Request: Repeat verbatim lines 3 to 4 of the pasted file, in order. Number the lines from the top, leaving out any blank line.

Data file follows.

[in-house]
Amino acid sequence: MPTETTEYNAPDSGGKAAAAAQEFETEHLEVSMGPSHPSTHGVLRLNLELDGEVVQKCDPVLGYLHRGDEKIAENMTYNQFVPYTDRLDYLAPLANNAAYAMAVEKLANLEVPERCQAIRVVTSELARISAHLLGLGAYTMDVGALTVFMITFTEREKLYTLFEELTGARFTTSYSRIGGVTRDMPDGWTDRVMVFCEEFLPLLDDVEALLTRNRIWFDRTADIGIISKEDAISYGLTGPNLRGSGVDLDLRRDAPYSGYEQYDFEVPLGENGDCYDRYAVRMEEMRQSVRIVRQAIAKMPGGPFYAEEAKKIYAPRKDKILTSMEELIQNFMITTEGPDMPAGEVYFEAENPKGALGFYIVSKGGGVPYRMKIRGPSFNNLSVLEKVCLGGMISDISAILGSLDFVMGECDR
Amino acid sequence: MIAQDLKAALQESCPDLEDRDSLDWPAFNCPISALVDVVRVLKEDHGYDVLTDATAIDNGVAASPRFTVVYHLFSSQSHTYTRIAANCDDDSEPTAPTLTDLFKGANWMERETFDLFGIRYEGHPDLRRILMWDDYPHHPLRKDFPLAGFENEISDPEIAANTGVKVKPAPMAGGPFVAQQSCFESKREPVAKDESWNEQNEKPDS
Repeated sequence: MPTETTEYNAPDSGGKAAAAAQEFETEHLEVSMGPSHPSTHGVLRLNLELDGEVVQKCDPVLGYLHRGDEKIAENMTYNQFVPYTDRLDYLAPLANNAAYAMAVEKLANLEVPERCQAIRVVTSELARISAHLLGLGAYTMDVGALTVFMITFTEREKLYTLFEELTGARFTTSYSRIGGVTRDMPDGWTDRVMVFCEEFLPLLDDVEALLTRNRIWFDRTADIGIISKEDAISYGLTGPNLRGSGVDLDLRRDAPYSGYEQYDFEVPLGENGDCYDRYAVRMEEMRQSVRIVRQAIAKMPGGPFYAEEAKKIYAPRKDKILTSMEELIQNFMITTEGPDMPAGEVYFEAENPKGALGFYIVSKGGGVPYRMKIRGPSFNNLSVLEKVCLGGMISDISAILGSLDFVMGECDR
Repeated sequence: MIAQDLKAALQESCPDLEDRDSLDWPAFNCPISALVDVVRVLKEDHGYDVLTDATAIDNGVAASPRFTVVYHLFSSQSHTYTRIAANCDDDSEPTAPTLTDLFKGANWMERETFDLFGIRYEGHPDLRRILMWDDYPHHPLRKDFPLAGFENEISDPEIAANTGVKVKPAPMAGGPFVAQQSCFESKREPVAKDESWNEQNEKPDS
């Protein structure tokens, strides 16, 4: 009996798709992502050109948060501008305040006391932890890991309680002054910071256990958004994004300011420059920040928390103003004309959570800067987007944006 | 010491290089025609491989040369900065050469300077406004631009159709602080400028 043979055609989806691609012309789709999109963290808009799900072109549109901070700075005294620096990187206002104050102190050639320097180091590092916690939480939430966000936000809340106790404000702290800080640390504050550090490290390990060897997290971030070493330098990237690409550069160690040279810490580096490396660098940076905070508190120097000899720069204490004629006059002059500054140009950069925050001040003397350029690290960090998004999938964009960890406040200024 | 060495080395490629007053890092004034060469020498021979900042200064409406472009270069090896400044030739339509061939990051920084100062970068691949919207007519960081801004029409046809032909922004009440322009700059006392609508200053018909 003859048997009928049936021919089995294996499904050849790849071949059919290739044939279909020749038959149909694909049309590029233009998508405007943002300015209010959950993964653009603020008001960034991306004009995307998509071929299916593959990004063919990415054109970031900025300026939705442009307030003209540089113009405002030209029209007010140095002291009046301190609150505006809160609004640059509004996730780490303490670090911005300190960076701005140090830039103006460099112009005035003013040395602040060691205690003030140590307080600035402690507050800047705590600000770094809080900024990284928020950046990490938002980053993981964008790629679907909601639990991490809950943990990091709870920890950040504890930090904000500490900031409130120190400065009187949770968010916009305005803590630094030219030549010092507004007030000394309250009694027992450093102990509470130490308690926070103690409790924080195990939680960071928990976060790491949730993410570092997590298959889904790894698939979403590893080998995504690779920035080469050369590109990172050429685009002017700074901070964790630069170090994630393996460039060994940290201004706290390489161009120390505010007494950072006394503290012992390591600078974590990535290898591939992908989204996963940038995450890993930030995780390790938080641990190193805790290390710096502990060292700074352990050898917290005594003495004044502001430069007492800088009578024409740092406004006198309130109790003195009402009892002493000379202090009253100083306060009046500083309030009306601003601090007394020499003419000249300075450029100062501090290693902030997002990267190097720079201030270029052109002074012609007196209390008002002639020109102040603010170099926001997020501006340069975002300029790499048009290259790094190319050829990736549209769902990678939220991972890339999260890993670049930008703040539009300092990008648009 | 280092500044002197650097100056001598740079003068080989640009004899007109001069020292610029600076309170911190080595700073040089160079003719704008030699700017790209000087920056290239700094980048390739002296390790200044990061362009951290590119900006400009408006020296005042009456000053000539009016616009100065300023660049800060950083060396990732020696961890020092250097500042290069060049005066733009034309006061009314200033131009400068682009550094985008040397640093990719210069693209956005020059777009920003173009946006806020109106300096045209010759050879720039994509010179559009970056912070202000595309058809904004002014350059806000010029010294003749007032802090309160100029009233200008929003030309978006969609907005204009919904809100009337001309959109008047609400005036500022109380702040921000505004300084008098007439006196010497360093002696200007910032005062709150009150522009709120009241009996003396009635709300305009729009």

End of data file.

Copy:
Amino acid sequence: MIAQDLKAALQESCPDLEDRDSLDWPAFNCPISALVDVVRVLKEDHGYDVLTDATAIDNGVAASPRFTVVYHLFSSQSHTYTRIAANCDDDSEPTAPTLTDLFKGANWMERETFDLFGIRYEGHPDLRRILMWDDYPHHPLRKDFPLAGFENEISDPEIAANTGVKVKPAPMAGGPFVAQQSCFESKREPVAKDESWNEQNEKPDS
Repeated sequence: MPTETTEYNAPDSGGKAAAAAQEFETEHLEVSMGPSHPSTHGVLRLNLELDGEVVQKCDPVLGYLHRGDEKIAENMTYNQFVPYTDRLDYLAPLANNAAYAMAVEKLANLEVPERCQAIRVVTSELARISAHLLGLGAYTMDVGALTVFMITFTEREKLYTLFEELTGARFTTSYSRIGGVTRDMPDGWTDRVMVFCEEFLPLLDDVEALLTRNRIWFDRTADIGIISKEDAISYGLTGPNLRGSGVDLDLRRDAPYSGYEQYDFEVPLGENGDCYDRYAVRMEEMRQSVRIVRQAIAKMPGGPFYAEEAKKIYAPRKDKILTSMEELIQNFMITTEGPDMPAGEVYFEAENPKGALGFYIVSKGGGVPYRMKIRGPSFNNLSVLEKVCLGGMISDISAILGSLDFVMGECDR